My father just died. He got COVID-19 and went to the hospital and before we could process what was happening, he was gone. He was old and had other issues including diabetes. We are a family of four now and have little children who want to know where their ‘da-da’ went. How do I explain COVID to them? How do I explain death? How can I get closure – wasn’t able to do anything to take care of him – because the rest of us tested negative and we were afraid of our children’s health we couldn’t spend time with him, looking after him. It’s making me feel so sad and guilty and I am not being able to do anything except cry. I don’t know what to do. Help.
Answered by Dr Aamnah Hussain, Counseling Psychologist at German Neuroscience Center
I am so sorry that you and your family are going through such a difficult time. We can feel unprepared for bereavement no matter how or when it happens but the conditions created by the pandemic are especially unique and the decisions you’ve had to make sound extremely challenging. It seems like you had to make impossible choices and could not have foreseen the outcome.
You didn’t mention the age of your kids but whatever their age I believe it is important to be clear and direct about the disease and about the death of their grandfather in terms that they can understand.
You may think that telling them about the realities of COVID and dying may be very scary for children but leaving doubts and unanswered questions may cause them to fill in the blanks in various ways and can lead to worse confusion and anxiety.
Explain safety measures
You can explain that COVID is a sickness with cold-like symptoms that many people survive but is more threatening for older people and those who already have some illness. It’s possible that children may grow concerned for the safety of other loved ones and themselves and so explain to them what measures you are taking to keep everyone safe.
It is also important to explain to children the physical aspect of death and that their grandfather will not be returning. You can also add any spiritual or religious explanation or understanding that your family shares. Assure the children that the family is safe at present, that you support and love each other and that they can always come to you if they have questions or feel sad or scared. It is ok to share your own emotions with the children as it will allow them to share theirs albeit they know that the parents are in control of the situation.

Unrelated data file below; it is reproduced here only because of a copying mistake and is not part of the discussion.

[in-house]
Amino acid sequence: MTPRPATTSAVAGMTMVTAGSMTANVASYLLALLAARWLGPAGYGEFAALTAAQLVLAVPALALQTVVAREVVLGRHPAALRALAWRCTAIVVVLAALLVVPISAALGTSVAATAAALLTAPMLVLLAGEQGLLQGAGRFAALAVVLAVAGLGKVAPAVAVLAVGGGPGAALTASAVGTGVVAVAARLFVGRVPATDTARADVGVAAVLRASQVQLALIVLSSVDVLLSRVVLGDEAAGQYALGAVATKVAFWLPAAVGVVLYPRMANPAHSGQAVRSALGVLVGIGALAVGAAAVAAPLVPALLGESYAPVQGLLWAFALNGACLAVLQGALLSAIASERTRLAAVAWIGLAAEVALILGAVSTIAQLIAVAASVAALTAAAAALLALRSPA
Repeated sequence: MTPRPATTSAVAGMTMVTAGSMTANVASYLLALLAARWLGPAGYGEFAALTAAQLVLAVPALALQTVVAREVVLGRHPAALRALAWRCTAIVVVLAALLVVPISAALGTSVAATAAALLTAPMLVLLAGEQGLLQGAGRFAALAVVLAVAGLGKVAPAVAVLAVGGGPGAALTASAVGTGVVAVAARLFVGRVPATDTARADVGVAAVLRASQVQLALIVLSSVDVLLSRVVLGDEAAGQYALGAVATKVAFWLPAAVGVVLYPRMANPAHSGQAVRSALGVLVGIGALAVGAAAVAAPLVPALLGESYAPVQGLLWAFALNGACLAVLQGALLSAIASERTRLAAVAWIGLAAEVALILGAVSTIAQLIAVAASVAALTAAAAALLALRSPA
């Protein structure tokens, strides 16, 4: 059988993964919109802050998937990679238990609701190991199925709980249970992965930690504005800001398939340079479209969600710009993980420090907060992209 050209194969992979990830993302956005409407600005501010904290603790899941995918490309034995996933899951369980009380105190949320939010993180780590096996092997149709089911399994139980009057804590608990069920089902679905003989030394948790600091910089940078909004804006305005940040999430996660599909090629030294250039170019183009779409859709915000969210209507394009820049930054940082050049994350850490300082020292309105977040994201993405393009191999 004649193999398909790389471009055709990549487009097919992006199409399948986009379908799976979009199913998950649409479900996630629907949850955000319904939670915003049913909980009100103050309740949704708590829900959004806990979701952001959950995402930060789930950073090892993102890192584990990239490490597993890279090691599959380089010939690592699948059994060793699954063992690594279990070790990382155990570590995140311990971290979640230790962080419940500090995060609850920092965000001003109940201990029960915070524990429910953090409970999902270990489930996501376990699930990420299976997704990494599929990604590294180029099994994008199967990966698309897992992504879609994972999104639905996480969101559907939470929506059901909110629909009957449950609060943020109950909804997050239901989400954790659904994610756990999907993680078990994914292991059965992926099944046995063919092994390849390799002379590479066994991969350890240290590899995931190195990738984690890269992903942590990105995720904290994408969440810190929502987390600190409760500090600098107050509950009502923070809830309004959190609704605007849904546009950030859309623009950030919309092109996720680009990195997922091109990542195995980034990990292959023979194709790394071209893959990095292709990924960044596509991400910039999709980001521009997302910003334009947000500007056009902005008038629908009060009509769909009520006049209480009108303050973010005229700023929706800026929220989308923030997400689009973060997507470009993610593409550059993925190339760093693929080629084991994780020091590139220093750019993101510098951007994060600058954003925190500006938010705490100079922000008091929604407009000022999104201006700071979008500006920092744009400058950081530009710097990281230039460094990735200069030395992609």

Stages of grieving
Closure after the death of a loved one is a process, each person’s grieving process can be different and grief evolves over time. People commonly experience states of denial and isolation, anger, bargaining, depression and acceptance. You may experience some or all of these, in no particular order or you may cycle between the different states.
From what you describe it seems like you have a lot of love and concern for your father and for your children but right now you are hurting a lot from your own loss and are deserving of your own compassion as well. Allow yourself some time and space to feel your emotions, reach out to loved ones and friends for support, write letters to your father expressing what was left unsaid, share stories about him and honour his memory and the values he espoused, remember to take care of your body and try to get adequate rest and nourishment.
It’s ok to feel what you are feeling
If you are feeling overwhelmed, take some time out and spend it outdoors in nature or do an activity that engages your physical senses. Try to take one day at a time and set small achievable goals for yourself. If your sleep or appetite gets severely affected, you feel hopeless and have difficulty concentrating or completing daily tasks for a long time, please seek professional support to help you cope.
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Disclaimer: This blog is a conversation and is not an alternative for treatment. The recommendations and suggestions offered by our panel of doctors are their own and Gulf News will not take any responsibility for the advice they provide.